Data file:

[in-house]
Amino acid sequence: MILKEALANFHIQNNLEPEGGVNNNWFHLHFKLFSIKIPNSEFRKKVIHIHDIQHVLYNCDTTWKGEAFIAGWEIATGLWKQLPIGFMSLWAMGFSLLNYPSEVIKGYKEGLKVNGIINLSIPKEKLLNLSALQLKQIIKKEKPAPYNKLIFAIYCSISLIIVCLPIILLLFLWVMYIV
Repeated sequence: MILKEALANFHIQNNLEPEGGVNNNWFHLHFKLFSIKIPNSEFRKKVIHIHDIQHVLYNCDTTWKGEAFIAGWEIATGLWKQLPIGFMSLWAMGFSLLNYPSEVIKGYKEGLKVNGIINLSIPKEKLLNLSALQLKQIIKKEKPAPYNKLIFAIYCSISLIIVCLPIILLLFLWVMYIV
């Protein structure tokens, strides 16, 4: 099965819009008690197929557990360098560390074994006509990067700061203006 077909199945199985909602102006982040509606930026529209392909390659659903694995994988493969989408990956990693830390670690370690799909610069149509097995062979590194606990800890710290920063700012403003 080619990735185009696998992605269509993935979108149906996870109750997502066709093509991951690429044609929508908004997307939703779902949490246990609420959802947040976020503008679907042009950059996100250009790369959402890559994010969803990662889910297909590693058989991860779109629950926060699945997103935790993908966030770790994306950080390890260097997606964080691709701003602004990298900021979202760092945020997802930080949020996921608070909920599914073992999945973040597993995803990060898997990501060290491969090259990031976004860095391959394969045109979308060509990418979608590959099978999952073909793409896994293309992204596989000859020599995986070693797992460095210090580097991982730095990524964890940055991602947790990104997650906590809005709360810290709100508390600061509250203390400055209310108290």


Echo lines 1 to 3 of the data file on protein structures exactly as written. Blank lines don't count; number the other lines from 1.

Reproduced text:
[in-house]
Amino acid sequence: MILKEALANFHIQNNLEPEGGVNNNWFHLHFKLFSIKIPNSEFRKKVIHIHDIQHVLYNCDTTWKGEAFIAGWEIATGLWKQLPIGFMSLWAMGFSLLNYPSEVIKGYKEGLKVNGIINLSIPKEKLLNLSALQLKQIIKKEKPAPYNKLIFAIYCSISLIIVCLPIILLLFLWVMYIV
Repeated sequence: MILKEALANFHIQNNLEPEGGVNNNWFHLHFKLFSIKIPNSEFRKKVIHIHDIQHVLYNCDTTWKGEAFIAGWEIATGLWKQLPIGFMSLWAMGFSLLNYPSEVIKGYKEGLKVNGIINLSIPKEKLLNLSALQLKQIIKKEKPAPYNKLIFAIYCSISLIIVCLPIILLLFLWVMYIV